I had never been to the Tate Liverpool before, so to see the Magritte exhibition was a treat in itself. I thoroughly enjoyed viewing his vast array of artwork and came away impressed enough to start questioning my surroundings and the world around me - just as the artist intended. Thank you for putting on such a brilliant display and I look forward to hearing and hopefully attending more brilliant art exhibitions such as this.

Nick Read

Magritte combines virtuoso painting with a philosphical mind. He is a thinker, but he appreciates the distortions words make to thought and celebrates the the power of imagery to enlighten and stimulate. His images capture the idea and symbol and expand our perception.

I loved the exhibition. And it worked so well with Carol Ann Duiffy and the Piper series.


Ruth Allen

I loved this exhibition. it's what I have been waiting for and I was not disappointed at all. I was disappointed by the Tate Liverpool Gustav Klimt exhibition a couple of years ago,and as such was worried that this would not live up to the expectation I had. Happily my fears were unfounded, as it was the best exhibition I have been to in a long time. A brilliant mix of the famous show-stoppers and the less known. I really enjoyed the photography! I would recommend this exhibition to everyone, and I will be going to see it again in August as I was so thrilled with it, that I have persuaded other Magritte fans to come and visit me from Norfolk, in order to come and see it with me again.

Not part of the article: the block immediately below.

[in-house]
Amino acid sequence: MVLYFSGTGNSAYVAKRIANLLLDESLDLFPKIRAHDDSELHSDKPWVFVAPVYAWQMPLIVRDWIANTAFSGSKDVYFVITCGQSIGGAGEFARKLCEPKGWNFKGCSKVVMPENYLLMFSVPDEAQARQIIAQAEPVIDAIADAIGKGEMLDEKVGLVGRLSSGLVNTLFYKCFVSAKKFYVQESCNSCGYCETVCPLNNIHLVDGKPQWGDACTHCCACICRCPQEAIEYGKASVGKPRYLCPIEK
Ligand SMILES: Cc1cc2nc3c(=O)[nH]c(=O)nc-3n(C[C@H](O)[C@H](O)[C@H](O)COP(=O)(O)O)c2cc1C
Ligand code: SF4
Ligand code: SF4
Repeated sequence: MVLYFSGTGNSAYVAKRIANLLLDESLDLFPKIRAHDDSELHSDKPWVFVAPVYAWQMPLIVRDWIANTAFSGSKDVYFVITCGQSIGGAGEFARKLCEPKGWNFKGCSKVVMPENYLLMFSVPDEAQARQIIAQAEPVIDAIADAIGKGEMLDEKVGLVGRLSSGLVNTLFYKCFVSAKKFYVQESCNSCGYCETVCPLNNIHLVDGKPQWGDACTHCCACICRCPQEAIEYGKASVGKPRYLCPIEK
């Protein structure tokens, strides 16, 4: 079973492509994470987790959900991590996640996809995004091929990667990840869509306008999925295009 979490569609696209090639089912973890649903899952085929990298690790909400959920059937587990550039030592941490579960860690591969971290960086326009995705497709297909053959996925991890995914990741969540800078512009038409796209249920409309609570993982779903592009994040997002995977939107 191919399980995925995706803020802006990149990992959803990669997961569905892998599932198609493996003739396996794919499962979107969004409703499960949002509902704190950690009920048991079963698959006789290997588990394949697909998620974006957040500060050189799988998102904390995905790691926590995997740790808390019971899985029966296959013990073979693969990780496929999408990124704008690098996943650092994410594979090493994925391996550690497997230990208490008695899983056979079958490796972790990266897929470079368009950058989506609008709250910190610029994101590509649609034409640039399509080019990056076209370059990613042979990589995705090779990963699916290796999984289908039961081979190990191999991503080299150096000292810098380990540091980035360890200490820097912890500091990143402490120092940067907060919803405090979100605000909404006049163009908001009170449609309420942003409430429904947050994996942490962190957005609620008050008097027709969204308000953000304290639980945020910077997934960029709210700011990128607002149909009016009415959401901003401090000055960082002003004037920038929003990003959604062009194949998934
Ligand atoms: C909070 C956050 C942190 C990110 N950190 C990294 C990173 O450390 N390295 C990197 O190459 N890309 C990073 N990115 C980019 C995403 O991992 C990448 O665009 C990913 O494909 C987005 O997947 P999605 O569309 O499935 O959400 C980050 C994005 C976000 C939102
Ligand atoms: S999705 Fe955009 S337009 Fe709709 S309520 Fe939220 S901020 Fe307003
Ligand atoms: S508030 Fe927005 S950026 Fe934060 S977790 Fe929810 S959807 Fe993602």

Daniel Sandiford

Traveled from Manchester on Saturday to see the Magritte Exhibition. Loved it. I really enjoyed the layout and was amazed by how much of his work had been brought together. Every corner I went round there was more and more. Well Done. Thank you for the fantastic time and opportunity to see so much of his work in one place and only down the road from me!

Tom Challenor

I read Richard Dorment's review in The Daily Telegraph on the train up to Liverpool, so entered the exhibition with some reservations. Ignore the review. The exhibition is both vibrant and challenging. A must see.

Joe Swan

Particularly enjoyed the variations on The Dominion of Light in the last room of the exhibition. Your use of lighting in this room heightened the impact - so thanks. There were some surprising moments, such as the 1945 diptych showing the invading army beneath a grey sky.


Hi Paul, thanks for visiting our exhibition. I'm really pleased that you liked our approach. Tate always aspires to find new and interesting ways to present artworks. Rather than taking a chronological approach, we thought it was important to present the artworks thematically to emphasise the consistency of Magritte's ideas throughout his career.

Paul Biddle

Wonderful as always to see Magritte's work - and fascinating to realise how much he he has influenced our vision of the world. A superb exhibition.


Excited about this exhibition! Hope to cover this on my blog Momardi: http://momardi.com